Tue, 25 August 2015
Multi-media artist and Funk Zone resident!
I met Philip Koplin through Dan Levin, because the two have shared a studio down in the corner of the FunkZone, right next to some dumpsters, in a room that used to be a refrigeration unit, then a wine storage room.
Koplin is an assemblage artist like Levin is, but he also works in monotype, and is the first guy I knew who used Yupo paper, a strange plastic sheet that he's been experimenting with for some time. (He gave me a sheet, I still don't know what to do with it.)
In our limited conversations I knew there was a whole lot more to this artist's life story, so I got to sit down with him one day in a shed at the back of the Green House, the gallery that is co-inhabited by Koplin's wife, Virginia McCracken, along with Erika Carter, Donna Ayscough, and Liz Brady. Thanks to them for giving us space. (Refrigeratir units still have a noisy motor for some reason, so we had to move.)
Koplin talks about his Coney Island upbringing, his adventures on the road and during the Vietnam War, Santa Barbara in the '80s, and how every generation tries to figure out how to help Santa Barbara Artists. It's a great chat with the added bonus of traffic noise nearby and...wait for it...a bird.
As I say in the introduction, you can check out Koplin's work at his upcoming open studio on Sept. 18, 2015 at Koplin/Levin,206 Gray Ave.
He's also on the web here.
Tue, 18 August 2015
Screenwriter, mystery novelist, and co-creator of Where the Bears Are
I met Rick Copp one day when one of my best friends from my high school days came to town to stay. They were friends and Rick had given him a lift up to SB from LA, so the three of us had lunch. Years later, Mr. Copp is a guest on our show, which I recorded while in Palm Springs.
A few years back, Rick and two of his writing/acting buddies got the idea to write a comedy murder mystery featuring their type of man, and so Where the Bears Are came to be. At first shot on a shoestring budget, it's turned into an international success of a web series. It's rude, naughty, camp, and very silly. They are set to premiere Season 4 this coming Sunday, August 23. Here's the trailer (NSFW!)
Rick Copp has been writing for television since he joined the writers room of The Golden Girls at age 24. He went on to co-write The Brady Bunch Movie, as well as many episodes of childrens TV including Teen Titans and Scooby Doo.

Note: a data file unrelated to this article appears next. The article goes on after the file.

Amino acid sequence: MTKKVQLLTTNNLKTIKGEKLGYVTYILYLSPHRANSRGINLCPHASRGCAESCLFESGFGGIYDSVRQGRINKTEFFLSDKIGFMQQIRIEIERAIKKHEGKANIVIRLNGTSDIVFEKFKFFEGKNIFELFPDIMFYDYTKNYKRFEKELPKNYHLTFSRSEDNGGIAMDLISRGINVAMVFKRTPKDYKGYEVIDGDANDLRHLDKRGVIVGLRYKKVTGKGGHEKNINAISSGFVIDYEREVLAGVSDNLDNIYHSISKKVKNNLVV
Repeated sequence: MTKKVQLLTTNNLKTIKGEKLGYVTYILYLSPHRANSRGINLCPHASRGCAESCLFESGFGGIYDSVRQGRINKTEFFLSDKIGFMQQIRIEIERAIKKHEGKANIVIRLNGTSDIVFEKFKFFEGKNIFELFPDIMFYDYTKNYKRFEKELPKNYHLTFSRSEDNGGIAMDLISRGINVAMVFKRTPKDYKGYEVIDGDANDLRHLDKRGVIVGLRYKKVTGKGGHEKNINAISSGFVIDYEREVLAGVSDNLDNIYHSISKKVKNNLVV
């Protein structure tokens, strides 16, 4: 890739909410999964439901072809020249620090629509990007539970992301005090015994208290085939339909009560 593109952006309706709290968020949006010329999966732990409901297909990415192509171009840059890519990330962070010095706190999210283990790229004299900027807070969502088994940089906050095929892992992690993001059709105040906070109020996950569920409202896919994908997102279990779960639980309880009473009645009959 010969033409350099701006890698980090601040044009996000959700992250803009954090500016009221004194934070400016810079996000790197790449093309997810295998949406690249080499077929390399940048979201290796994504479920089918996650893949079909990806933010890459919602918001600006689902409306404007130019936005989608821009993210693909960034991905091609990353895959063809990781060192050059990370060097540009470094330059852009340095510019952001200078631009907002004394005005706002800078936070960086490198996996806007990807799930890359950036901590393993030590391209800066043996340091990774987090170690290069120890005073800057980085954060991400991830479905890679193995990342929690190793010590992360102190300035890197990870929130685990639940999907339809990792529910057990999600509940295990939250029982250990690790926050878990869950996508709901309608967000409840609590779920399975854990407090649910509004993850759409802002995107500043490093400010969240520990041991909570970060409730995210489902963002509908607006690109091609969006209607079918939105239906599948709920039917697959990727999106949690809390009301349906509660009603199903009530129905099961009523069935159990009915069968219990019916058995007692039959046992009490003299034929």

This episode has more laughs per minute than a nitrous oxide factory, so please enjoy!
Sun, 9 August 2015
Abstract painter of dots and more!
As you do in Santa Barbara, I was down in the Funk Zone for a series of gallery openings and ran into Giuliana Mottin and her work. An abstract artist who has turned recently to dotted paint canvases, Mottin spends her time between New York and Santa Barbara.
We have a nice long chat about her travels, working on Ridley Scott's Hannibal, and whether gallery representation can work for the up-and-coming artist.
Her website is here.
Wed, 5 August 2015
Santa Barbara's historian
I've interviewed Neal Graffy a few times, most recently for an article about the 90th anniversary of the Santa Barbara Earthquake, so I used that opportunity to invite him on the show. An affable gent, as you will soon here, Graffy's knowledge is encyclopedic about our fair city, and we barely get going when our hour is up.
Graffy has several books available at his site, including Santa Barbara: Then and Now, Historic Santa Barbara, and Street Names of Santa Barbara, all of which are essential if you want to know why our city is the way it is!
His upcoming book is The Great Santa Barbara Earthquake: The Disaster That Built a City, out sometime later this year.
He has another site under his name, which may not be as recently updated, but has different info.